Suspect: Church fires started as 'joke'
Three Birmingham college students arrested, charged
Court papers say Matthew Lee Cloyd, 20, told a witness that he and a friend "had done something stupid."
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BIRMINGHAM, Alabama (CNN) -- Three Birmingham college students were arrested and charged Wednesday in connection with a string of Alabama church fires that is described in court papers as a joke that "got out of hand," authorities said.
The students -- Ben Moseley and Russell DeBusk, both 19, and Matthew Lee Cloyd, 20 -- are suspected in nine of the 10 fires last month.
The suspects were held on federal charges of conspiracy and setting fire to Ashby Baptist Church in Bibb County. In court filings, all three admitted being involved in the arson fires. No one was injured in any of the blazes.
U.S. Attorney Alice Martin said further charges are possible and that, if convicted, the students would face minimum sentences of five years for each count.
Authorities will seek indictments from a federal grand jury "in due course," she said.
"It's a good day when we can tell the people of Alabama that we believe this is an isolated instance," Alabama Gov. Bob Riley said.
All nine fires occurred in rural counties southwest of Birmingham -- five in Bibb County on February 3, and four in Greene, Sumter and Pickens counties on February 7. Five of the churches had predominantly black congregations, and four had predominantly white members. (See map)
No one has been arrested in connection with a 10th fire, set February 11 at a mostly white Lamar County church.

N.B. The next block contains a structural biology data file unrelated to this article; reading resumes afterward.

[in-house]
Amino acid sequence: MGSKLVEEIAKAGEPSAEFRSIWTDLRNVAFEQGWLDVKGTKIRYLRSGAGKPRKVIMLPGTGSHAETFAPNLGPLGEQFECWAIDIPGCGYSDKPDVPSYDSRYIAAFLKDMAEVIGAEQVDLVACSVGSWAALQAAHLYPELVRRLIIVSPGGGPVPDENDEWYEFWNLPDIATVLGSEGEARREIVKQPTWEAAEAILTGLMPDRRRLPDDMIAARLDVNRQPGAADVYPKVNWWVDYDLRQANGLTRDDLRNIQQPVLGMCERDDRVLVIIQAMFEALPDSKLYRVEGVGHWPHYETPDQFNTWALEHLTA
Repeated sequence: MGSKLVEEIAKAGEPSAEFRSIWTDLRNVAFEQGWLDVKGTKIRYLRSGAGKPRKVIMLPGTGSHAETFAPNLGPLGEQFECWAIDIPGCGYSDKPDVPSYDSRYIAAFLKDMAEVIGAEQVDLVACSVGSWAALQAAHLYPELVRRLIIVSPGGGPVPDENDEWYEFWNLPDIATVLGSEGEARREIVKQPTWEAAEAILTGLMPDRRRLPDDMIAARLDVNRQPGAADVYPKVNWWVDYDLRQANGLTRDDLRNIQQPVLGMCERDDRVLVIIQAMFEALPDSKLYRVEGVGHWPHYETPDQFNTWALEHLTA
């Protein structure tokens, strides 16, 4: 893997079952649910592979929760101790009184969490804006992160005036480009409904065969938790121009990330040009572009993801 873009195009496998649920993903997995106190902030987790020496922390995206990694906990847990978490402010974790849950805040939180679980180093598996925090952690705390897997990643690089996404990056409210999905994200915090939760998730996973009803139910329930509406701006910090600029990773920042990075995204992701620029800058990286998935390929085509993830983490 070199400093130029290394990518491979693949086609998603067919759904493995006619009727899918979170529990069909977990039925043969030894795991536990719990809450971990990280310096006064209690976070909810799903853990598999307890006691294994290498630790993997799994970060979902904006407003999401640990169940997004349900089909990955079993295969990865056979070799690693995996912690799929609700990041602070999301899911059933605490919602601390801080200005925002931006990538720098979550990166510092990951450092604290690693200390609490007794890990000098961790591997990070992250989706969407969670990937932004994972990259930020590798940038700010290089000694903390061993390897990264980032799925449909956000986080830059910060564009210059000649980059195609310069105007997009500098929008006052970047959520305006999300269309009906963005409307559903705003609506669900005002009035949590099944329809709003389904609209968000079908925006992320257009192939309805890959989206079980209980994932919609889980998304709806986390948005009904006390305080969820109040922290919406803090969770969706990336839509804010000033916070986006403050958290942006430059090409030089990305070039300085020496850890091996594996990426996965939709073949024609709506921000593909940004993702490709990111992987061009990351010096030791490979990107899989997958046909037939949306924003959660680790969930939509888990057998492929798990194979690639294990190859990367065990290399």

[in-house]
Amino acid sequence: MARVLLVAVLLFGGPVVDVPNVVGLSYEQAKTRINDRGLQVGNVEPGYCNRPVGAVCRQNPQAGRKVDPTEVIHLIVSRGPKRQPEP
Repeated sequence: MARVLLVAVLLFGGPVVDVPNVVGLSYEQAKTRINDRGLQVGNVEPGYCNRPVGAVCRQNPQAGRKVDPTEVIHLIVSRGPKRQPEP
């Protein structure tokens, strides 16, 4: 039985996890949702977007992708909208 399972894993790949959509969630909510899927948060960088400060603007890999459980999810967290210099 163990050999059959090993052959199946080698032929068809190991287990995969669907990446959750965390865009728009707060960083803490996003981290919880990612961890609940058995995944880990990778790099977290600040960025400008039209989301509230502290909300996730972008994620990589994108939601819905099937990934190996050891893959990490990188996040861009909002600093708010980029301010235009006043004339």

"We don't think that there is any type of conspiracy against organized religion or against the Baptists or against religious beliefs in particular," Riley said. "I think that, today, Alabama and all of the faith-based community in this state can rest a little easier."
Moseley and DeBusk are both sophomores at Birmingham-Southern College, which is affiliated with the United Methodist Church. They made initial appearances Wednesday morning in a federal court in Birmingham.
All three face a bond hearing Friday in a federal court in Birmingham. (Watch one of the suspects after he was arrested at a college dorm -- 1:12)
DeBusk's lawyer, Donald Colee, had no immediate comment. Tommy Spina, the attorney for Cloyd, said "Where we are headed with this case, I do not know."
Efforts to reach lawyers for Moseley were unsuccessful.
'Diversion did not work'
Birmingham-Southern President David Pollick said the students have been suspended and barred from campus since their arrest. He pledged that Birmingham-Southern will help rebuild the churches "both financially and in terms of our own labor."
"The students, faculty and staff of our college are at once shocked and outraged, and we share the sorrow of our neighbors whose churches represented the heart and souls of their communities," he said.
Cloyd, who attends the University of Alabama at Birmingham, was taken into custody later in the day, federal law enforcement sources said.